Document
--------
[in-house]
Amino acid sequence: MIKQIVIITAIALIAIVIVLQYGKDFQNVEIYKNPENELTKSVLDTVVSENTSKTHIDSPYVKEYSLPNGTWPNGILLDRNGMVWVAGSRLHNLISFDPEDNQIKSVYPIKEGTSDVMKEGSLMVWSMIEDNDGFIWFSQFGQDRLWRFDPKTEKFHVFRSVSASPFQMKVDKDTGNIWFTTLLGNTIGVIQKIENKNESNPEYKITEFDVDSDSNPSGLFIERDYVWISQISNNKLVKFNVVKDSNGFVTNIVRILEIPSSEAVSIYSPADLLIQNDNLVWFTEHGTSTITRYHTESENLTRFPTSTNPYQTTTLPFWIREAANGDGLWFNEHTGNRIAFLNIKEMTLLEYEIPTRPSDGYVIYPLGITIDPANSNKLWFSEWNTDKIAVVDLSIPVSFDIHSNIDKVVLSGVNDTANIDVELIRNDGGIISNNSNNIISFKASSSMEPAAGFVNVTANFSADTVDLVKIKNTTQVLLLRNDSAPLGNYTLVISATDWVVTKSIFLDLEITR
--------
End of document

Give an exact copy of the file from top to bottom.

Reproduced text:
[in-house]
Amino acid sequence: MIKQIVIITAIALIAIVIVLQYGKDFQNVEIYKNPENELTKSVLDTVVSENTSKTHIDSPYVKEYSLPNGTWPNGILLDRNGMVWVAGSRLHNLISFDPEDNQIKSVYPIKEGTSDVMKEGSLMVWSMIEDNDGFIWFSQFGQDRLWRFDPKTEKFHVFRSVSASPFQMKVDKDTGNIWFTTLLGNTIGVIQKIENKNESNPEYKITEFDVDSDSNPSGLFIERDYVWISQISNNKLVKFNVVKDSNGFVTNIVRILEIPSSEAVSIYSPADLLIQNDNLVWFTEHGTSTITRYHTESENLTRFPTSTNPYQTTTLPFWIREAANGDGLWFNEHTGNRIAFLNIKEMTLLEYEIPTRPSDGYVIYPLGITIDPANSNKLWFSEWNTDKIAVVDLSIPVSFDIHSNIDKVVLSGVNDTANIDVELIRNDGGIISNNSNNIISFKASSSMEPAAGFVNVTANFSADTVDLVKIKNTTQVLLLRNDSAPLGNYTLVISATDWVVTKSIFLDLEITR